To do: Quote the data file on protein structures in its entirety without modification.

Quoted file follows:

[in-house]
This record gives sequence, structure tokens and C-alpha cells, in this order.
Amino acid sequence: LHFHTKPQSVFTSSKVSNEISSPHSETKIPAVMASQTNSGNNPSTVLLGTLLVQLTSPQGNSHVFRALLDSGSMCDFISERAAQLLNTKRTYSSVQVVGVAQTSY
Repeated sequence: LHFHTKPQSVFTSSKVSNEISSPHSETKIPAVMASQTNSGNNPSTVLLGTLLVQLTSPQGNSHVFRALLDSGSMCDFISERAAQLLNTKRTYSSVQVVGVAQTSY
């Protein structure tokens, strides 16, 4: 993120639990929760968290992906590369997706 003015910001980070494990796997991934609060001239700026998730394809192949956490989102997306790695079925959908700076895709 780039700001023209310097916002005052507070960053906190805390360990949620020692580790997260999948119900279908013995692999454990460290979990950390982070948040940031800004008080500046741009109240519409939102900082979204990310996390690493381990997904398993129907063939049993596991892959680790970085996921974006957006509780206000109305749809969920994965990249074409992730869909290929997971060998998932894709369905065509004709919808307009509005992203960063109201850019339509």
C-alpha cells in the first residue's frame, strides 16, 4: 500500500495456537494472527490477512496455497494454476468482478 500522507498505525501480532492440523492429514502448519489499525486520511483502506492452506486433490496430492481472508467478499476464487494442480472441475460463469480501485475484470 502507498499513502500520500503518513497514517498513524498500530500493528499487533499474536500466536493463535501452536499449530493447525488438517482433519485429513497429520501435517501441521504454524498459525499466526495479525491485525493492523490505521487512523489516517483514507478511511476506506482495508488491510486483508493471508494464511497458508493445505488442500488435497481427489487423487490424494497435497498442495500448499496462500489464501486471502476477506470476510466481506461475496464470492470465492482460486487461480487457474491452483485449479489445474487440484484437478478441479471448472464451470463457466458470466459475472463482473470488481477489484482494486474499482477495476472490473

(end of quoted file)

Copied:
[in-house]
This record gives sequence, structure tokens and C-alpha cells, in this order.
Amino acid sequence: LHFHTKPQSVFTSSKVSNEISSPHSETKIPAVMASQTNSGNNPSTVLLGTLLVQLTSPQGNSHVFRALLDSGSMCDFISERAAQLLNTKRTYSSVQVVGVAQTSY
Repeated sequence: LHFHTKPQSVFTSSKVSNEISSPHSETKIPAVMASQTNSGNNPSTVLLGTLLVQLTSPQGNSHVFRALLDSGSMCDFISERAAQLLNTKRTYSSVQVVGVAQTSY
């Protein structure tokens, strides 16, 4: 993120639990929760968290992906590369997706 003015910001980070494990796997991934609060001239700026998730394809192949956490989102997306790695079925959908700076895709 780039700001023209310097916002005052507070960053906190805390360990949620020692580790997260999948119900279908013995692999454990460290979990950390982070948040940031800004008080500046741009109240519409939102900082979204990310996390690493381990997904398993129907063939049993596991892959680790970085996921974006957006509780206000109305749809969920994965990249074409992730869909290929997971060998998932894709369905065509004709919808307009509005992203960063109201850019339509």
C-alpha cells in the first residue's frame, strides 16, 4: 500500500495456537494472527490477512496455497494454476468482478 500522507498505525501480532492440523492429514502448519489499525486520511483502506492452506486433490496430492481472508467478499476464487494442480472441475460463469480501485475484470 502507498499513502500520500503518513497514517498513524498500530500493528499487533499474536500466536493463535501452536499449530493447525488438517482433519485429513497429520501435517501441521504454524498459525499466526495479525491485525493492523490505521487512523489516517483514507478511511476506506482495508488491510486483508493471508494464511497458508493445505488442500488435497481427489487423487490424494497435497498442495500448499496462500489464501486471502476477506470476510466481506461475496464470492470465492482460486487461480487457474491452483485449479489445474487440484484437478478441479471448472464451470463457466458470466459475472463482473470488481477489484482494486474499482477495476472490473